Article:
One variety I tried growing this year is like that: “Black Prince” It has a dark, earthy flavor I didn’t really expect. But I have come to enjoy it a great deal for what it is, and the plants are doing quite well this late in the season.
Expectations are like that. I expected that our book would be a lot more popular than what it has turned out to be. For a while I was again bitter at the disappointment, feeling that I had made the same mistake that I had made previously with the gallery, believing what people professed rather than what they actually did.
But the truth is, you can’t know what people are going to do, until they do it. All you can do is plan, and prepare, tend your garden to the best of your ability. And then hope that the weather favors you, and that the harvest, when it comes, brings something you enjoy.
Cross posted from the HFY blog.
And it looks like you can push that differentiation back a lot further than we previously thought:
The kits used by humans 100,000 years ago to make paint have been found at the famous archaeological site of Blombos Cave in South Africa.
The hoard includes red and yellow pigments, shell containers, and the grinding cobbles and bone spatulas to work up a paste – everything an ancient artist might need in their workshop.
This extraordinary discovery is reported in the journal Science.
It is proof, say researchers, of our early ancestors’ complexity of thought.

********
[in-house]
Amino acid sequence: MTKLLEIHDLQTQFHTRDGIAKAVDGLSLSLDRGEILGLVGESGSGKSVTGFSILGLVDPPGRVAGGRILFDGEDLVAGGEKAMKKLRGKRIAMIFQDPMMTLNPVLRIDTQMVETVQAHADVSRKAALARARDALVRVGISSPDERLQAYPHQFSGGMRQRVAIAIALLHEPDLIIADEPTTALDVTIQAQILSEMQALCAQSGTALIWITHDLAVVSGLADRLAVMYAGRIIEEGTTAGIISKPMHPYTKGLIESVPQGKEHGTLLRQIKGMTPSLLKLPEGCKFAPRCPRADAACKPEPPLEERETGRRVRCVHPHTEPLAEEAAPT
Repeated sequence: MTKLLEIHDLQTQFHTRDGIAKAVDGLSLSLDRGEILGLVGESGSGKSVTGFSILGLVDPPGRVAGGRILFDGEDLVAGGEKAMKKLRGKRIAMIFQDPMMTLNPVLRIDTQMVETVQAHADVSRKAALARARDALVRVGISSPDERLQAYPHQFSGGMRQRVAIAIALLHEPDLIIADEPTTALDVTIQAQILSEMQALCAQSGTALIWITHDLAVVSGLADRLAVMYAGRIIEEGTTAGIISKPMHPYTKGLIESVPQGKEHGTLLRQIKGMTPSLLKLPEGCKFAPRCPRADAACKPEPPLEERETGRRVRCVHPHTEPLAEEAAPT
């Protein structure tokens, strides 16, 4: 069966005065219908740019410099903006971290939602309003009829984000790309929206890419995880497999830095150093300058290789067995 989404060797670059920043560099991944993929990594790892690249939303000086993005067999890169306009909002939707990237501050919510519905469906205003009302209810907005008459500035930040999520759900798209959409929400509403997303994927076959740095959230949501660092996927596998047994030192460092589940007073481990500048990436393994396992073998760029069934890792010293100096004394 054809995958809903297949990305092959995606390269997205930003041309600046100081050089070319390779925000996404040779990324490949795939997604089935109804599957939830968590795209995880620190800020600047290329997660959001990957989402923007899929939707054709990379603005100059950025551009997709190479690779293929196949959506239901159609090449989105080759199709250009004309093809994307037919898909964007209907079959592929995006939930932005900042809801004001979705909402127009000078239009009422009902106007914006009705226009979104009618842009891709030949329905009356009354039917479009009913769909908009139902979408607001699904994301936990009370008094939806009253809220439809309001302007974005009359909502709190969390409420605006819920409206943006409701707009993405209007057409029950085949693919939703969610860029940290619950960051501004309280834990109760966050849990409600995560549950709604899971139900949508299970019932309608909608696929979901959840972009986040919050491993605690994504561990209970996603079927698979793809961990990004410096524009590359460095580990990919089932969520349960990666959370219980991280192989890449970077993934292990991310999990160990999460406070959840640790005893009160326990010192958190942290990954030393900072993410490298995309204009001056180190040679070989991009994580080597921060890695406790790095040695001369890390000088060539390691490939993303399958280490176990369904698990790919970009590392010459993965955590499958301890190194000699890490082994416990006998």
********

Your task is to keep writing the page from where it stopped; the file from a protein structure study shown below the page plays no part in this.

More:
“This is significant because it is pushing back the boundaries of our understanding of when Homo sapiens – people like us – first became modern,” said Prof Christopher Henshilwood from the University of the Witwatersrand, Johannesburg.
There has been other evidence of early human art, shell jewelry and carvings which date back almost as far. But this latest discovery shows a level of planning and preparation which clearly indicate complex thought – it is the difference between a toddler picking up a rock and marking a wall and someone finding just the right rock, crushing it, adding in several other quite different but necessary ingredients in the proper proportions, mixing them all together in order to make a paint with which to mark the same wall.
Filed under: Alzheimer's, Failure, Feedback, Gardening, Hospice, Marketing, Predictions, Preparedness, Promotion, Publishing, Society, Travel
A good friend was visiting last weekend. We see each other fairly often, communicate regularly. But there are things best discussed in person.
“How’s your mom doing?”
“Not bad. I think we’re getting to the point where we need to have that conversation about her driving.”
“Ah. That’s a hard one.”
“Yeah. But my sister largely drives her everywhere as it is, anyway. So that will make it easier.”
* * * * * * *
Well, I had been waiting for a couple of additional pieces to appear in different publications in the hopes that would spur awareness of the book, as well as sales. One of those being my college alumni magazine. Yesterday I saw that they had posted the Fall 2011 issue as a .pdf on their website, so I took a look.
It’s a blurb, not a review. You can find it at the bottom of page 39, if you want. Next to another book blurb, and one of about a dozen in this issue. My fellow alumni are intelligent, accomplished people.
* * * * * * *
After discovering that, I went out to pick tomatoes from my garden. The very wet summer we had meant that there was a big delay in a bunch of the tomato plants blooming and setting fruit. But I am lucky, since many people I know have had a horrible year for tomatoes, while mine were just delayed.
I was able to pick about 25 pounds of tomatoes, a nice mix of Lemon Boy and Brandywine and Black Prince and Better Boy. Most look great, have a wonderful taste. We had some with BLTs last night for dinner, and I made up two quarts of sauce from the ones with slight blemishes. I’ll probably go ahead and can or sauce the rest in the next day or two.